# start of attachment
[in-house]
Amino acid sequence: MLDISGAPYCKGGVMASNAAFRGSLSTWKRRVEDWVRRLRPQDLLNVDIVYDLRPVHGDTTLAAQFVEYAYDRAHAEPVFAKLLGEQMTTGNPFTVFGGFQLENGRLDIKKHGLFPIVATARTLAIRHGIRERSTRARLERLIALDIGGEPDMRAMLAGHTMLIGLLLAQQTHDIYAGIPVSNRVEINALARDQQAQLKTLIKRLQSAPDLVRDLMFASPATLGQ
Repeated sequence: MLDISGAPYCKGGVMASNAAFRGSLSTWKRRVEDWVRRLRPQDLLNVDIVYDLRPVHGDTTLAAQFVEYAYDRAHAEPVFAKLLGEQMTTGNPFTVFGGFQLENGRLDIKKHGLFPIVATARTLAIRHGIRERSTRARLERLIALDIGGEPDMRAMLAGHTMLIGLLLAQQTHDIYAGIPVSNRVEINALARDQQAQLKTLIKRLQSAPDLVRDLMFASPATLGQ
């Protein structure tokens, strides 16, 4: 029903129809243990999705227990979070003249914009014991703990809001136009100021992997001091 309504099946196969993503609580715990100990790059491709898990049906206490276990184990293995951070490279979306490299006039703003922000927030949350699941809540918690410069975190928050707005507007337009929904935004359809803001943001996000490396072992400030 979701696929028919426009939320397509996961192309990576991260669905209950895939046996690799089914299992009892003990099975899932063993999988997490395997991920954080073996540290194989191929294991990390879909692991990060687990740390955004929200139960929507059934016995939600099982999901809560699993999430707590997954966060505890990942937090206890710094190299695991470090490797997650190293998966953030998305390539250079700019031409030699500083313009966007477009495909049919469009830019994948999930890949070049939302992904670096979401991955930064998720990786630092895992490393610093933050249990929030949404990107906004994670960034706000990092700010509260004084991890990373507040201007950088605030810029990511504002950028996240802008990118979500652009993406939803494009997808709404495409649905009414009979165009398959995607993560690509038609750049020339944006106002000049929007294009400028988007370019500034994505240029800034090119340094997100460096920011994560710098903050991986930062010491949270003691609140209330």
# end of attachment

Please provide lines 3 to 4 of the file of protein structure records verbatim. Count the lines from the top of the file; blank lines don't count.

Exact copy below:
Repeated sequence: MLDISGAPYCKGGVMASNAAFRGSLSTWKRRVEDWVRRLRPQDLLNVDIVYDLRPVHGDTTLAAQFVEYAYDRAHAEPVFAKLLGEQMTTGNPFTVFGGFQLENGRLDIKKHGLFPIVATARTLAIRHGIRERSTRARLERLIALDIGGEPDMRAMLAGHTMLIGLLLAQQTHDIYAGIPVSNRVEINALARDQQAQLKTLIKRLQSAPDLVRDLMFASPATLGQ
């Protein structure tokens, strides 16, 4: 029903129809243990999705227990979070003249914009014991703990809001136009100021992997001091 309504099946196969993503609580715990100990790059491709898990049906206490276990184990293995951070490279979306490299006039703003922000927030949350699941809540918690410069975190928050707005507007337009929904935004359809803001943001996000490396072992400030 979701696929028919426009939320397509996961192309990576991260669905209950895939046996690799089914299992009892003990099975899932063993999988997490395997991920954080073996540290194989191929294991990390879909692991990060687990740390955004929200139960929507059934016995939600099982999901809560699993999430707590997954966060505890990942937090206890710094190299695991470090490797997650190293998966953030998305390539250079700019031409030699500083313009966007477009495909049919469009830019994948999930890949070049939302992904670096979401991955930064998720990786630092895992490393610093933050249990929030949404990107906004994670960034706000990092700010509260004084991890990373507040201007950088605030810029990511504002950028996240802008990118979500652009993406939803494009997808709404495409649905009414009979165009398959995607993560690509038609750049020339944006106002000049929007294009400028988007370019500034994505240029800034090119340094997100460096920011994560710098903050991986930062010491949270003691609140209330």